Blue
     
  3. Dark Shadow

    Dark Shadow Registered Member

    Joined:
    Oct 11, 2007
    Posts:
    4,553
    Location:
    USA
    free strong offerings.

    Antivirus = Avast Home Edition - Free or paid (Excellent product)

    Behavior = Threatfire Free (OK Product)

    virtualization = Sandboxie or Returnil or both - Free or paid (Excellent Products)

    Hips/Behavior/AV = Drive Sentry - Free or paid (Excellent Product)

    Firewalls = Comodo or Online Armor - Free or paid (Excellent Products)
     
    Last edited: Jan 26, 2009
  4. JRViejo

    JRViejo Global Moderator

    Joined:
    Jul 9, 2008
    Posts:
    20,956
    Location:
    U.S.A.
  5. innerpeace

    innerpeace Registered Member

    Joined:
    Jan 15, 2007
    Posts:
    2,095
    Location:
    Mountaineer Country
    Scan everything you download with all of your scanners before running them. Even if it is a pic or music file. You can also upload them to VirusTotal or Jotti for multiple scanner opinions. It's also a good idea to investigate any program your considering downloading or running even if you best friend or grandma suggests it. Do a search on a forum like Wilders or ask if you can't find anything.

    You may also want to consider USB thumb drive protection for your laptop and drive if your going to college. Search for info here at Wilders as there are a lot of recent threads about thumb/pen drives.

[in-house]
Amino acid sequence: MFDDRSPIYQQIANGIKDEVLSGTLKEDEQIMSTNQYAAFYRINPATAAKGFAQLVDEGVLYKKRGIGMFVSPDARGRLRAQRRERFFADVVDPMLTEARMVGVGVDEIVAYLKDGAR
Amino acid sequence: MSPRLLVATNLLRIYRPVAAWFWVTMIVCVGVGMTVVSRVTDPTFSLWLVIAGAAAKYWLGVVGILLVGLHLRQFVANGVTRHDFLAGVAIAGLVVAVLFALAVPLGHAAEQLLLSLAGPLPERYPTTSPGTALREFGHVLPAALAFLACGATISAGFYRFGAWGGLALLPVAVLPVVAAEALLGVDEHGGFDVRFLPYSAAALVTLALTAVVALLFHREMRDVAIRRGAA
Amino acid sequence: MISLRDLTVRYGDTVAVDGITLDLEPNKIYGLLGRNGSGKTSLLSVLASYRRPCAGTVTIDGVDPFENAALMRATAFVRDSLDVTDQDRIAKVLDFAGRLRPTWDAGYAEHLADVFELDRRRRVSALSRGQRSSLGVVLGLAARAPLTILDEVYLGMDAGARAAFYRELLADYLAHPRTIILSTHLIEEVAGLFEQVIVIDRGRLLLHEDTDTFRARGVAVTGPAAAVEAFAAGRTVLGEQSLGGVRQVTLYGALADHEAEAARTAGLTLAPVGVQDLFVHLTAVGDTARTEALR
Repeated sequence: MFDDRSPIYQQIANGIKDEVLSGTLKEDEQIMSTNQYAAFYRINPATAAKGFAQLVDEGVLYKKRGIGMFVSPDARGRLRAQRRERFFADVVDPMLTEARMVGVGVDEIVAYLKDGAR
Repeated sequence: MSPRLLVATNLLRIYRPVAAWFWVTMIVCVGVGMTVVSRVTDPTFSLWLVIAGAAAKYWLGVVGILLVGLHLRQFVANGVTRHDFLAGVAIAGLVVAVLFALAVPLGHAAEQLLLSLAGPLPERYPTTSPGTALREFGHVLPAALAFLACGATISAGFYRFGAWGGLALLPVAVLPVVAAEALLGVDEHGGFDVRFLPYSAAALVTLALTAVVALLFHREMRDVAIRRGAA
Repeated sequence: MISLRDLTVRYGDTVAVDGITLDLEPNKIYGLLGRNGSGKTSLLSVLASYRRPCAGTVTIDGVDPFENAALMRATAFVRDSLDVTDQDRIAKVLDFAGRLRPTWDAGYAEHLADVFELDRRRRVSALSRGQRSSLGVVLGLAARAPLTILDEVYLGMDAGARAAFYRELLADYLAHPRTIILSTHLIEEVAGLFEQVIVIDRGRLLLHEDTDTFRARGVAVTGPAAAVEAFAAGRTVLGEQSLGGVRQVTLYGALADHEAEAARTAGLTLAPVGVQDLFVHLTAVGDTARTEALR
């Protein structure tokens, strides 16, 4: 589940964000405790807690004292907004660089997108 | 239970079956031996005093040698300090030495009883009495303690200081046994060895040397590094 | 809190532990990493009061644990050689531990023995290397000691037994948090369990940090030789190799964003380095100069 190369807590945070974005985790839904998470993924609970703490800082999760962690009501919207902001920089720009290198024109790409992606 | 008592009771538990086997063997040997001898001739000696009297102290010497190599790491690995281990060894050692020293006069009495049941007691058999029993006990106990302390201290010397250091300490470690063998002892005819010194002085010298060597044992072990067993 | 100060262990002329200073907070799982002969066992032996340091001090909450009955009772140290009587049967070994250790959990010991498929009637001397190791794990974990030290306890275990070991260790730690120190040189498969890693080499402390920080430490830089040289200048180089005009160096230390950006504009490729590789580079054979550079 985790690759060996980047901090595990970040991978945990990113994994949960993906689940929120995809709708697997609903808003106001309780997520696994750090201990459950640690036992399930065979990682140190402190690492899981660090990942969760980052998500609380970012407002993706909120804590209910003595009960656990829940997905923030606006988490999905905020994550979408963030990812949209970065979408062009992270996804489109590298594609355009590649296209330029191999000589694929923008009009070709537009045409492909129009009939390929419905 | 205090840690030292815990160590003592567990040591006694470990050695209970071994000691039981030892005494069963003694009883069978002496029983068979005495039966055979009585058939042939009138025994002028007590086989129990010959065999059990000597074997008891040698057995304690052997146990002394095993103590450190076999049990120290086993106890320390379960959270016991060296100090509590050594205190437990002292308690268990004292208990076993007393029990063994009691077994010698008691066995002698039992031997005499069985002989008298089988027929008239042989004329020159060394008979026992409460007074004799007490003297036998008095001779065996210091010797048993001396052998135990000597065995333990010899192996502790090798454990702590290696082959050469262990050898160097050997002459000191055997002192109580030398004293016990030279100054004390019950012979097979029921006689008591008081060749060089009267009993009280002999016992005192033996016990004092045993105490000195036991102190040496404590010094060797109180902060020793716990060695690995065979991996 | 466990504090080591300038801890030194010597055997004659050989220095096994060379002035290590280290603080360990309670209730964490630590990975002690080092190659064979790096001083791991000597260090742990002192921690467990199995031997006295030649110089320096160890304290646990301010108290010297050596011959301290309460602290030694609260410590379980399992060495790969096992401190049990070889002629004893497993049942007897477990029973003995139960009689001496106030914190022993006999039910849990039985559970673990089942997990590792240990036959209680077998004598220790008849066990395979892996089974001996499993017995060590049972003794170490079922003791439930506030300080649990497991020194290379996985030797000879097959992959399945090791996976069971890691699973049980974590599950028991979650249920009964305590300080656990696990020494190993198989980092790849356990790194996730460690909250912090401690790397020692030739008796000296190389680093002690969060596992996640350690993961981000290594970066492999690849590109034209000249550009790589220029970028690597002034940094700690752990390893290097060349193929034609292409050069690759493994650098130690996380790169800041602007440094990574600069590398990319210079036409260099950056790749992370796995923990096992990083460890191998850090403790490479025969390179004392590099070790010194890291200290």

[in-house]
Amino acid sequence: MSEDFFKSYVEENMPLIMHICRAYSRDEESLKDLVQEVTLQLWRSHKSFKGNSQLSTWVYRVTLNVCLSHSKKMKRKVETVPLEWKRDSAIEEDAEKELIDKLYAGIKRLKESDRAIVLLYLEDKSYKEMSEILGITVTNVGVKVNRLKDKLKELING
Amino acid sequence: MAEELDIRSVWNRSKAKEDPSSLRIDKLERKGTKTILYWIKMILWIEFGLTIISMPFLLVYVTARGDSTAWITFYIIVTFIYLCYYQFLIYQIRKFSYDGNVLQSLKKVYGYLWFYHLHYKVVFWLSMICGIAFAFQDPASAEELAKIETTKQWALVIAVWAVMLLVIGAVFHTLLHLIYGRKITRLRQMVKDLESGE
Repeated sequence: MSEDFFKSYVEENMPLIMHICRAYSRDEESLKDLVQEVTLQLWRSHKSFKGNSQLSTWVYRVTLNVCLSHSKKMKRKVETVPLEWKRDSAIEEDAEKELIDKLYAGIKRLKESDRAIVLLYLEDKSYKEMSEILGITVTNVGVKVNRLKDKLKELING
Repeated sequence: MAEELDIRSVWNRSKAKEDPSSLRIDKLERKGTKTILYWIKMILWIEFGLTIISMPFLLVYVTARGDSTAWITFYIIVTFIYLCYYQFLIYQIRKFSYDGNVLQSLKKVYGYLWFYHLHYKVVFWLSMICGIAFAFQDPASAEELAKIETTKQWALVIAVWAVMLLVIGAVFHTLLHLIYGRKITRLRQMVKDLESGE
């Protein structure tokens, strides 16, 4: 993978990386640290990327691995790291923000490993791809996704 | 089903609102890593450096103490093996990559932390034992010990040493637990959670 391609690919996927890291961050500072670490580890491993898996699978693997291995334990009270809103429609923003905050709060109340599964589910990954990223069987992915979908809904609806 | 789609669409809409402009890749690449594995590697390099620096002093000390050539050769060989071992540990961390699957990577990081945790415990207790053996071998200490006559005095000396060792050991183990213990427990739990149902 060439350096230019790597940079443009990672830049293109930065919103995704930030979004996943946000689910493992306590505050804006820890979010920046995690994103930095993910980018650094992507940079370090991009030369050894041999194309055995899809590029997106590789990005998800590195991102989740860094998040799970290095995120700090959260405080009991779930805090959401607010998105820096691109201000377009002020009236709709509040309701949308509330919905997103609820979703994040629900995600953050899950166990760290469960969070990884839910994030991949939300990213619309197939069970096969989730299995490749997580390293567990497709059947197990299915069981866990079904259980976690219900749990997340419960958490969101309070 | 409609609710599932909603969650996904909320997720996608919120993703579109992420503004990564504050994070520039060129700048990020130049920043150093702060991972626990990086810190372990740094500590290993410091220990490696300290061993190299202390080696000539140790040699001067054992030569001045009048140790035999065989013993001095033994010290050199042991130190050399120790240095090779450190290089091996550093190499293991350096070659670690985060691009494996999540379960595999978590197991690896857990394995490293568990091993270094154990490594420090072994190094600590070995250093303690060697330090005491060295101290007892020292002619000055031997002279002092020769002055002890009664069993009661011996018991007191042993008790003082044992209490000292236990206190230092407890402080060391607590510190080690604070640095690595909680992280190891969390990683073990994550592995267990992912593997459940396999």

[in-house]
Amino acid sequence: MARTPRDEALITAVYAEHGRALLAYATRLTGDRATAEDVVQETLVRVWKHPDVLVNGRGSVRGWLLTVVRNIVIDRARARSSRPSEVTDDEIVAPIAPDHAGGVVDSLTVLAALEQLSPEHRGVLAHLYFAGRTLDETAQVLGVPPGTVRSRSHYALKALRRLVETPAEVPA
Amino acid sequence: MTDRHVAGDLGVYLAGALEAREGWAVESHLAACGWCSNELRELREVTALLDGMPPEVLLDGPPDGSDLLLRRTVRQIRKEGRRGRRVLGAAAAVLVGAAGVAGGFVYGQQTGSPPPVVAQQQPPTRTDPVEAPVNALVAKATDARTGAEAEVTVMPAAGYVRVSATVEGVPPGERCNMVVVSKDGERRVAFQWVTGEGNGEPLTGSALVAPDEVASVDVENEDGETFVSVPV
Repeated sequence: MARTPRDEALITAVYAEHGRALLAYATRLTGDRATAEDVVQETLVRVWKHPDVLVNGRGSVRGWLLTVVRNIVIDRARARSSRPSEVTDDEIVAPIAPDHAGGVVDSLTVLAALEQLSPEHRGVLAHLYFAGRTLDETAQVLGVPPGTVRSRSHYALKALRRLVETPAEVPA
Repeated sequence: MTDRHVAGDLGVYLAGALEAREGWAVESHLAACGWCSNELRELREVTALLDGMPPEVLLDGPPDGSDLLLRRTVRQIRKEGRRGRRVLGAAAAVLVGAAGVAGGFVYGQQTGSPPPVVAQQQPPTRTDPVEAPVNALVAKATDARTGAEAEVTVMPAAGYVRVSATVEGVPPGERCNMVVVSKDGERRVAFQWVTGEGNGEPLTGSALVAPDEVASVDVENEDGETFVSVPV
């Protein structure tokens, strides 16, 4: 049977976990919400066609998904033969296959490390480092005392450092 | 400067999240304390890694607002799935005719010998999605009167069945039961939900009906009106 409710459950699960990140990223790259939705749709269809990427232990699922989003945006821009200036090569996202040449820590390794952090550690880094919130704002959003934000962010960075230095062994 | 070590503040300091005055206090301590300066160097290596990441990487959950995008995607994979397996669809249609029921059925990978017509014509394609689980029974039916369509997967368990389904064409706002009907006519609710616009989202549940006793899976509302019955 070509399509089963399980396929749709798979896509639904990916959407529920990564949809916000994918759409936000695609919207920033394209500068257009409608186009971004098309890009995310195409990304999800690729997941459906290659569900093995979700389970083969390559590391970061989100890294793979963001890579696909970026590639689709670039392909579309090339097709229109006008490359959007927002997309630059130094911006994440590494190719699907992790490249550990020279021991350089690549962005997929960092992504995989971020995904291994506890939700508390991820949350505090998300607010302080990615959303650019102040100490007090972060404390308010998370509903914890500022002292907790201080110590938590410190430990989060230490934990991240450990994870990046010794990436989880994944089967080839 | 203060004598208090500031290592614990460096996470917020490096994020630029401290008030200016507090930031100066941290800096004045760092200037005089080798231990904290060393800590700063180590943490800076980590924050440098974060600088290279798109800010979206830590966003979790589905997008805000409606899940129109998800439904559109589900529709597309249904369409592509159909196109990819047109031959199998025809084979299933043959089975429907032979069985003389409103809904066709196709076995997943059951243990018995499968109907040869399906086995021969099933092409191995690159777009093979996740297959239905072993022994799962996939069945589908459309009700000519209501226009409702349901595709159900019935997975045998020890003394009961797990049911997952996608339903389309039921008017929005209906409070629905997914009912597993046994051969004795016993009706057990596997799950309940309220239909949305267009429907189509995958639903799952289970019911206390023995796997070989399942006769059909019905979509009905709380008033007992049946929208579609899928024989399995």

Keep both machines up to date :thumb:. See my signature and run an online scan at Secunia's site an update any programs it find vulnerable.
     
  6. Someone

    Someone Registered Member

    Joined:
    Jan 18, 2008
    Posts:
    1,106
    Windows Firewall is adequate for inbound protection. I suggest you follow JRViejo's suggestion of using Vista Firewall Control.

    There's no need to go overkill with excessive security software. The user(s) is the biggest security hole, there are some people who run no security software and do not get infected and there are some people who run a dozen different security software and still get infected . So always exercise common sense.

    And use a good image backup software.
     
    Last edited: Jan 26, 2009
  7. bktII

    bktII Registered Member

    Joined:
    Apr 12, 2006
    Posts:
    224
    Windows Vista Home Premium provides Software Restriction Policy via Parental Controls for Standard User Accounts. Create and use a standard user account. Apply Parental Controls to the Standard User account and go to settings to select the programs you wish to allow as a standard user.

    This will provide you with default-deny for executables. I have also tested it with *.bat files and it worked as well.

    +2 on Sphinx Vista firewall control (free).
     
  8. renegade08

    renegade08 Registered Member

    Joined:
    Aug 26, 2008
    Posts:
    431

    +1

    I agree with djohn.

    You can't be wrong with any of the above products. They are good and all have free versions.
     
  9. Page42

    Page42 Registered Member